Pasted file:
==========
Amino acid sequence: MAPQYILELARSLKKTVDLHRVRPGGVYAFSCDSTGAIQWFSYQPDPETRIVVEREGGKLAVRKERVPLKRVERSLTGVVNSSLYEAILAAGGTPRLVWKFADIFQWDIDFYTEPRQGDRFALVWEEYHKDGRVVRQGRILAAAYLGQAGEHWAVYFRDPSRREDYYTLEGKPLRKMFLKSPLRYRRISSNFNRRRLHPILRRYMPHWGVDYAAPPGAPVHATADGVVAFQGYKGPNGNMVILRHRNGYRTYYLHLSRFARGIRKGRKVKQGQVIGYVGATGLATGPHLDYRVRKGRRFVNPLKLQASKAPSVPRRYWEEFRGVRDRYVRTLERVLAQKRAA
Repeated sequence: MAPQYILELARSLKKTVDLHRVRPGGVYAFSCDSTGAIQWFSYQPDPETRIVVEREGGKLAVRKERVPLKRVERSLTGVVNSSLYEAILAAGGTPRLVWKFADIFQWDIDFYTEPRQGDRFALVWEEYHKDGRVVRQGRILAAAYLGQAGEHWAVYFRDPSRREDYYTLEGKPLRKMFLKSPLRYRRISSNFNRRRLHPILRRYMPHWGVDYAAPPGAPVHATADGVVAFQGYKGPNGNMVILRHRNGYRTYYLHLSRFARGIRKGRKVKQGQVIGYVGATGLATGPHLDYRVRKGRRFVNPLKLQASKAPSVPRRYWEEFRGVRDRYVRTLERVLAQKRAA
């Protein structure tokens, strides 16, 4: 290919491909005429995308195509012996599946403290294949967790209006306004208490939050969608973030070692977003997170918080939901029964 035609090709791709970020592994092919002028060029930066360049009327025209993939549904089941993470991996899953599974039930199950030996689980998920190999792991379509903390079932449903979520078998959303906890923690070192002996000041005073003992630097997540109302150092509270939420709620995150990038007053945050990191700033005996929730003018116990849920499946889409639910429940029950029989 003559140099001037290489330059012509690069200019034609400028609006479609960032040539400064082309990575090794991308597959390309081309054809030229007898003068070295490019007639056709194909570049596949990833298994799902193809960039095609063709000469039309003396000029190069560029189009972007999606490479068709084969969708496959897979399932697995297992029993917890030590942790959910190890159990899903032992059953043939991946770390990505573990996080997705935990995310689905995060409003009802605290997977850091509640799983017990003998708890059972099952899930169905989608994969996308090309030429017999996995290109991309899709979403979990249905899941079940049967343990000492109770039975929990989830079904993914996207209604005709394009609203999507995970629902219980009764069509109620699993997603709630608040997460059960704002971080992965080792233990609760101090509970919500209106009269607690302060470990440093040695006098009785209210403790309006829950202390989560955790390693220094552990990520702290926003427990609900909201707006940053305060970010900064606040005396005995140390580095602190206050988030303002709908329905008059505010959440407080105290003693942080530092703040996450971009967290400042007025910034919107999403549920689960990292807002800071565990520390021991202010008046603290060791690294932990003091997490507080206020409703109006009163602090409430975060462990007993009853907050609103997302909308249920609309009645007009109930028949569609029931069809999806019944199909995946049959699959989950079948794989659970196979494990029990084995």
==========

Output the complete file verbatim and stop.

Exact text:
Amino acid sequence: MAPQYILELARSLKKTVDLHRVRPGGVYAFSCDSTGAIQWFSYQPDPETRIVVEREGGKLAVRKERVPLKRVERSLTGVVNSSLYEAILAAGGTPRLVWKFADIFQWDIDFYTEPRQGDRFALVWEEYHKDGRVVRQGRILAAAYLGQAGEHWAVYFRDPSRREDYYTLEGKPLRKMFLKSPLRYRRISSNFNRRRLHPILRRYMPHWGVDYAAPPGAPVHATADGVVAFQGYKGPNGNMVILRHRNGYRTYYLHLSRFARGIRKGRKVKQGQVIGYVGATGLATGPHLDYRVRKGRRFVNPLKLQASKAPSVPRRYWEEFRGVRDRYVRTLERVLAQKRAA
Repeated sequence: MAPQYILELARSLKKTVDLHRVRPGGVYAFSCDSTGAIQWFSYQPDPETRIVVEREGGKLAVRKERVPLKRVERSLTGVVNSSLYEAILAAGGTPRLVWKFADIFQWDIDFYTEPRQGDRFALVWEEYHKDGRVVRQGRILAAAYLGQAGEHWAVYFRDPSRREDYYTLEGKPLRKMFLKSPLRYRRISSNFNRRRLHPILRRYMPHWGVDYAAPPGAPVHATADGVVAFQGYKGPNGNMVILRHRNGYRTYYLHLSRFARGIRKGRKVKQGQVIGYVGATGLATGPHLDYRVRKGRRFVNPLKLQASKAPSVPRRYWEEFRGVRDRYVRTLERVLAQKRAA
């Protein structure tokens, strides 16, 4: 290919491909005429995308195509012996599946403290294949967790209006306004208490939050969608973030070692977003997170918080939901029964 035609090709791709970020592994092919002028060029930066360049009327025209993939549904089941993470991996899953599974039930199950030996689980998920190999792991379509903390079932449903979520078998959303906890923690070192002996000041005073003992630097997540109302150092509270939420709620995150990038007053945050990191700033005996929730003018116990849920499946889409639910429940029950029989 003559140099001037290489330059012509690069200019034609400028609006479609960032040539400064082309990575090794991308597959390309081309054809030229007898003068070295490019007639056709194909570049596949990833298994799902193809960039095609063709000469039309003396000029190069560029189009972007999606490479068709084969969708496959897979399932697995297992029993917890030590942790959910190890159990899903032992059953043939991946770390990505573990996080997705935990995310689905995060409003009802605290997977850091509640799983017990003998708890059972099952899930169905989608994969996308090309030429017999996995290109991309899709979403979990249905899941079940049967343990000492109770039975929990989830079904993914996207209604005709394009609203999507995970629902219980009764069509109620699993997603709630608040997460059960704002971080992965080792233990609760101090509970919500209106009269607690302060470990440093040695006098009785209210403790309006829950202390989560955790390693220094552990990520702290926003427990609900909201707006940053305060970010900064606040005396005995140390580095602190206050988030303002709908329905008059505010959440407080105290003693942080530092703040996450971009967290400042007025910034919107999403549920689960990292807002800071565990520390021991202010008046603290060791690294932990003091997490507080206020409703109006009163602090409430975060462990007993009853907050609103997302909308249920609309009645007009109930028949569609029931069809999806019944199909995946049959699959989950079948794989659970196979494990029990084995």